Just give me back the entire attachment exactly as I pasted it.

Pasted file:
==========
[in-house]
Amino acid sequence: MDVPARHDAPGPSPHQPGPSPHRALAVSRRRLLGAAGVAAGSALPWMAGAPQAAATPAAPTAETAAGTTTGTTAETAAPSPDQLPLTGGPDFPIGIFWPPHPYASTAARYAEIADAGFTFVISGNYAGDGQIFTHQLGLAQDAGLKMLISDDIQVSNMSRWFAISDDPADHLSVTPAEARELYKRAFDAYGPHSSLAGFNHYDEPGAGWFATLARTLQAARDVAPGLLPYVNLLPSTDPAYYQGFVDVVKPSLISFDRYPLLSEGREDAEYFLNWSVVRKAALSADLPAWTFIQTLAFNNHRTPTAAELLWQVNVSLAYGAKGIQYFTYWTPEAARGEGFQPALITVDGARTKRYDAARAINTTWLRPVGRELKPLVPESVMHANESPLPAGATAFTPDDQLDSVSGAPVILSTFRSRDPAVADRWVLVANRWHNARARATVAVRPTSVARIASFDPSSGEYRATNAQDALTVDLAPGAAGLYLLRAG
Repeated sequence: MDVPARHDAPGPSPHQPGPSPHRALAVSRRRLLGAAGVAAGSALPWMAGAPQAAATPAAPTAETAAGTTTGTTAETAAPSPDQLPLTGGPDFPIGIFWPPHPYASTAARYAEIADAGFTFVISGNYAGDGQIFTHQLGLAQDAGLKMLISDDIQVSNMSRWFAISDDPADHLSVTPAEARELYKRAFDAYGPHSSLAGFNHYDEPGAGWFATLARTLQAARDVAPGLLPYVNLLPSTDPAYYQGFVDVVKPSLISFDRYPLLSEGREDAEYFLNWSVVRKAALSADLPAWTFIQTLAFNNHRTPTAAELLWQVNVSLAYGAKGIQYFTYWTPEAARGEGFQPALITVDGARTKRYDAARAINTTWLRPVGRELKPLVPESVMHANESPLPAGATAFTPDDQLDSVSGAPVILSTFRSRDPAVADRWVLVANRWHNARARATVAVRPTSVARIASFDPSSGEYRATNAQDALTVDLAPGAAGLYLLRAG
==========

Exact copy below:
[in-house]
Amino acid sequence: MDVPARHDAPGPSPHQPGPSPHRALAVSRRRLLGAAGVAAGSALPWMAGAPQAAATPAAPTAETAAGTTTGTTAETAAPSPDQLPLTGGPDFPIGIFWPPHPYASTAARYAEIADAGFTFVISGNYAGDGQIFTHQLGLAQDAGLKMLISDDIQVSNMSRWFAISDDPADHLSVTPAEARELYKRAFDAYGPHSSLAGFNHYDEPGAGWFATLARTLQAARDVAPGLLPYVNLLPSTDPAYYQGFVDVVKPSLISFDRYPLLSEGREDAEYFLNWSVVRKAALSADLPAWTFIQTLAFNNHRTPTAAELLWQVNVSLAYGAKGIQYFTYWTPEAARGEGFQPALITVDGARTKRYDAARAINTTWLRPVGRELKPLVPESVMHANESPLPAGATAFTPDDQLDSVSGAPVILSTFRSRDPAVADRWVLVANRWHNARARATVAVRPTSVARIASFDPSSGEYRATNAQDALTVDLAPGAAGLYLLRAG
Repeated sequence: MDVPARHDAPGPSPHQPGPSPHRALAVSRRRLLGAAGVAAGSALPWMAGAPQAAATPAAPTAETAAGTTTGTTAETAAPSPDQLPLTGGPDFPIGIFWPPHPYASTAARYAEIADAGFTFVISGNYAGDGQIFTHQLGLAQDAGLKMLISDDIQVSNMSRWFAISDDPADHLSVTPAEARELYKRAFDAYGPHSSLAGFNHYDEPGAGWFATLARTLQAARDVAPGLLPYVNLLPSTDPAYYQGFVDVVKPSLISFDRYPLLSEGREDAEYFLNWSVVRKAALSADLPAWTFIQTLAFNNHRTPTAAELLWQVNVSLAYGAKGIQYFTYWTPEAARGEGFQPALITVDGARTKRYDAARAINTTWLRPVGRELKPLVPESVMHANESPLPAGATAFTPDDQLDSVSGAPVILSTFRSRDPAVADRWVLVANRWHNARARATVAVRPTSVARIASFDPSSGEYRATNAQDALTVDLAPGAAGLYLLRAG